Everything you ever wanted to know about procrastination but never got around to reading.

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THE PROCRASTINATION EQUATION

HOW TO STOP PUTTING THINGS OFF AND START GETTING STUFF DONE

An upbeat, motivational guide to procrastination.

Steel (Haskayne School of Business, Univ. of Calgary), an industrial-organizational psychologist whose doctoral thesis examined procrastination, explains it all: what it is, why people do it, what the results of such behavior are and what do to about it. Defined here as irrational delay, procrastination is a measurable trait, and the author provides simple tests so that readers can determine their type of procrastination and how they compare with others. Steel introduces three characters, dubbed Eddie, Valerie and Tom, whose stories illustrate the motivational elements that make up the “procrastination equation”: Expectancy x Value / Impulsiveness x Delay = Motivation. Simply put, the equation means that the motivation to perform a particular task declines when the expectancy or value of a task’s reward declines or when there is an increase in impulsivity or in the delay of the task’s reward. Graphs and charts demonstrate how these elements operate and what Steel’s research on procrastination has revealed. Individual chapters focus on each of these equation’s elements and give pointers on how to deal with them. Following the self-help sections, Eddie, Valerie and Tom return in stories that illustrate how they changed their behavior and their lives by applying the recommended tactics. Procrastination, writes the author, is widespread because it is wired into the human brain, occurring when the impulsive limbic system overrules the more rational prefrontal cortex, and he offers a capsule history of procrastination from the introduction of agriculture to the industrial revolution. Today, he writes, computers and television are the top two distractions that fuel procrastination, but, in his view, easily built and readily implemented technological devices could provide a solution to our weak wills in these areas of temptation.

Everything you ever wanted to know about procrastination but never got around to reading.

Pub Date: Jan. 1, 2011

ISBN: 978-0-06-170361-4

Page Count: 320

Publisher: Harper/HarperCollins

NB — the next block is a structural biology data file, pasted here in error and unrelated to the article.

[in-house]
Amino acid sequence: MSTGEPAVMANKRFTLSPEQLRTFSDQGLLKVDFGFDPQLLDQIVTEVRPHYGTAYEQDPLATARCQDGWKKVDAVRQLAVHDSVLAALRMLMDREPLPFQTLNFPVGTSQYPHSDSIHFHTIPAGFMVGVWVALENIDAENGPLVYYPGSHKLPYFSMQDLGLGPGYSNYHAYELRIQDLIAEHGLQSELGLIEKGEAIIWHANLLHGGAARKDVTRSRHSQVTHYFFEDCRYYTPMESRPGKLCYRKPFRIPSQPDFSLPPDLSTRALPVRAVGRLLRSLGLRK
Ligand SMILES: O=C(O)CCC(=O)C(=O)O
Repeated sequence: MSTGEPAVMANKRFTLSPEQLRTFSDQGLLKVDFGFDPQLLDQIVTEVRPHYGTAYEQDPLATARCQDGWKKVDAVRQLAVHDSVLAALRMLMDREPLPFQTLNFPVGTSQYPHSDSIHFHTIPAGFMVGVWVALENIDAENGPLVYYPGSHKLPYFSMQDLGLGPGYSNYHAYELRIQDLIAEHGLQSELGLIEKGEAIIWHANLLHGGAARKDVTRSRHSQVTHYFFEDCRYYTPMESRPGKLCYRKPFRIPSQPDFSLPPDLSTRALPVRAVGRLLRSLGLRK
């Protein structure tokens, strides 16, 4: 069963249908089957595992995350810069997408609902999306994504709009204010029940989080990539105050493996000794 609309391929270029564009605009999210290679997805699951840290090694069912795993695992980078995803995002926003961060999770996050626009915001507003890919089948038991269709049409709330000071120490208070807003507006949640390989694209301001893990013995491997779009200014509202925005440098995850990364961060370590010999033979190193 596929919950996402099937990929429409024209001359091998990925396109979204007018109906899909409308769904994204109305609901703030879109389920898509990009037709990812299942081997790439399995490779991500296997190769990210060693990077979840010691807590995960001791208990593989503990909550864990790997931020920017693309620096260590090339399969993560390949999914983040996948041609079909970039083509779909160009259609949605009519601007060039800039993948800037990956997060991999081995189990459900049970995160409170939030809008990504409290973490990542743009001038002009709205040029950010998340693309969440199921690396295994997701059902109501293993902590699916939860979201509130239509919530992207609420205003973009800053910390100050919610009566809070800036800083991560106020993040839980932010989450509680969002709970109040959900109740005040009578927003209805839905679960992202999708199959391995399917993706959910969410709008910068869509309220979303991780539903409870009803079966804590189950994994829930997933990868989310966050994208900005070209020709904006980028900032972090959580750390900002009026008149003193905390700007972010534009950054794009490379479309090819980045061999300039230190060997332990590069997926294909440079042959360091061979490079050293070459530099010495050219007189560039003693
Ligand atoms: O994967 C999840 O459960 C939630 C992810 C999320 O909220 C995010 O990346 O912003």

Review Posted Online: Oct. 19, 2010

Kirkus Reviews Issue: Nov. 15, 2010

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Doyle offers another lucid, inspiring chronicle of female empowerment and the rewards of self-awareness and renewal.

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UNTAMED

More life reflections from the bestselling author on themes of societal captivity and the catharsis of personal freedom.

In her third book, Doyle (Love Warrior, 2016, etc.) begins with a life-changing event. “Four years ago,” she writes, “married to the father of my three children, I fell in love with a woman.” That woman, Abby Wambach, would become her wife. Emblematically arranged into three sections—“Caged,” “Keys,” “Freedom”—the narrative offers, among other elements, vignettes about the soulful author’s girlhood, when she was bulimic and felt like a zoo animal, a “caged girl made for wide-open skies.” She followed the path that seemed right and appropriate based on her Catholic upbringing and adolescent conditioning. After a downward spiral into “drinking, drugging, and purging,” Doyle found sobriety and the authentic self she’d been suppressing. Still, there was trouble: Straining an already troubled marriage was her husband’s infidelity, which eventually led to life-altering choices and the discovery of a love she’d never experienced before. Throughout the book, Doyle remains open and candid, whether she’s admitting to rigging a high school homecoming court election or denouncing the doting perfectionism of “cream cheese parenting,” which is about “giving your children the best of everything.” The author’s fears and concerns are often mirrored by real-world issues: gender roles and bias, white privilege, racism, and religion-fueled homophobia and hypocrisy. Some stories merely skim the surface of larger issues, but Doyle revisits them in later sections and digs deeper, using friends and familial references to personify their impact on her life, both past and present. Shorter pieces, some only a page in length, manage to effectively translate an emotional gut punch, as when Doyle’s therapist called her blooming extramarital lesbian love a “dangerous distraction.” Ultimately, the narrative is an in-depth look at a courageous woman eager to share the wealth of her experiences by embracing vulnerability and reclaiming her inner strength and resiliency.